Respecting Space & Advanced Leading

Respecting Space & Advanced Leading

You earn respect by controlling your horse’s space, movement, and direction. Good ground manners are a vital first step in being able to do a lot of training work. You have to be able to safely lead your horse around the property, even to get to and from a round pen or arena. A horse that cannot be easily or safely handled on the ground is not enjoyable in any way, and you become less likely to want to work with her. Proper ground manners means your horse respects your space and keeps a proper distance when being led, while standing, is quiet while being tied, etc. During actual leading the horse should learn what I call the “equine heel.” When you stop, she stops. When you turn right or left, she moves with you automatically. When you back up, your horse backs up. When this lesson is complete, you are never making contact with the lead-line, it is always slack. Instead she is simply heeling to your body position. It also means she is the correct distance beside you while leading, not too close, and not lagging too far behind.

So while leading a horse around may seem like a mundane chore, it is a fantastic training exercise and one you should plan on doing extensively with your young horse. You will see “leading” appear quite frequently on my training calendar! It sets you up to do so much more with your horse and really works the emotional and mental aspects without causing any physical stress. Every time you take your horse out of the stall or pasture is a training opportunity in ground manners. Make every walk you take with your horse count. Determine the distance you want the horse to walk beside you. (I like a horse about eighteen to twenty-four inches from my shoulder.) Cue your horse to go forward from the stand with a kiss or a cluck. Do not pull on the lead rope. Always give her a chance to move forward just from the pre-cue. If she does not move, continue cueing and then apply light pressure to the line that matches the pressure she is offering (no more and no less). Once she starts forward, immediately release the pressure and continue walking with a slack line. Always walk your horse with a slack line. If your horse starts to walk ahead of you, stop and ask her to back up several steps. Horses do not like to back up and this is an appropriate negative reinforcement. Horses need a reason to change a behavior; backing is a reason they can understand.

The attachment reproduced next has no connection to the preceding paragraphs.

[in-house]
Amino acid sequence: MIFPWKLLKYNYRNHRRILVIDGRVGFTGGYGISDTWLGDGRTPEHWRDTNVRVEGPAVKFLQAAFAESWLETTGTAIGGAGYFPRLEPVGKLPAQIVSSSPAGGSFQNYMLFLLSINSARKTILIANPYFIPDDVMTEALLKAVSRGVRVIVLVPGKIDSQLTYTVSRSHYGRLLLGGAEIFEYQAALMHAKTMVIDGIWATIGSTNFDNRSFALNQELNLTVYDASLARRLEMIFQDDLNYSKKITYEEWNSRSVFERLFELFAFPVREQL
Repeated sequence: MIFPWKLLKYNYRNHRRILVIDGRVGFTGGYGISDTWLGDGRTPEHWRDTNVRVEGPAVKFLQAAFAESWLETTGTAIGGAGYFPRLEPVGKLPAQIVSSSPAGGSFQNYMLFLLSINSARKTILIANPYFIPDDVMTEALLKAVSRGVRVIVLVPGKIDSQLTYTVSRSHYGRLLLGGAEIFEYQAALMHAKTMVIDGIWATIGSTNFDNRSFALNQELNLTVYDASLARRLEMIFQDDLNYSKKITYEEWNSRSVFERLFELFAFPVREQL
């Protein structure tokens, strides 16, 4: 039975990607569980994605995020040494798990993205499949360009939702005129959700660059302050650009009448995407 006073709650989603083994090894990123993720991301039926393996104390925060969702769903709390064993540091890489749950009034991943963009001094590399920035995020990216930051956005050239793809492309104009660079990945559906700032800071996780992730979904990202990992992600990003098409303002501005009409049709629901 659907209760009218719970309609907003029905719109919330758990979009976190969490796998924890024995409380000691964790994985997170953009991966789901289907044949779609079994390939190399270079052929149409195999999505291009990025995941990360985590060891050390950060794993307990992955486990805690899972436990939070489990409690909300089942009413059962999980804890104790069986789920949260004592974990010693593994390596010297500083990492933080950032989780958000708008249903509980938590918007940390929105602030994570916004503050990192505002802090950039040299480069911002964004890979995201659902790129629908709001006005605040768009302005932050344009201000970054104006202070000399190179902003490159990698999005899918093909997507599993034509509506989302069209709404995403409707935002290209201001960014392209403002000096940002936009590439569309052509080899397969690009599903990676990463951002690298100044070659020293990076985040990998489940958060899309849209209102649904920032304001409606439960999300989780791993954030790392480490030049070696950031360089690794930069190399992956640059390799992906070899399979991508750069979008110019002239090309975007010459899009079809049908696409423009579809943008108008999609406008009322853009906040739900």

I will just say now, plan on backing your horse up a lot. Your young horse is very likely to try to walk ahead or behind. Because they are often nervous at first, ahead of you is more common. Don’t get frustrated, just keep stopping and backing. If you do it right away and every single time the horse crosses the line of where you want her to be in relation to your body, she will get it eventually. Using a training stick on the ground in front of the horse can help provide extra incentive for them to back if they seem resistant.

Likewise, you may have a horse that is prone to lagging behind you. To work on this, carry the stick with your left hand, while holding the lead-line in your right hand (you will be on the left of the horse while walking forward). If the horse slows or falls behind, cluck or kiss as a pre-cue, and then reach back with the training stick to tap her on the hindquarters. Use as much pressure as you need to get her to go forward faster and nothing more. Like walking ahead, you will need to do this every single time she starts to lag behind. By using the verbal pre-cue, you will also be reinforcing it as a basic go-forward cue for a lot of other training work.

So once you have the physics down for how to react if the horse walks ahead or behind, get out there and start leading your baby as much as possible. Over time, as her confidence builds you can move farther and farther from her paddock and visit new areas. For variety you can incorporate crossing objects such as poles and tarps. But your goal should be leading her as much as possible, and having a higher expectation for her performance as you progresses. Teaching your horse to lead properly is one of the most important first lessons.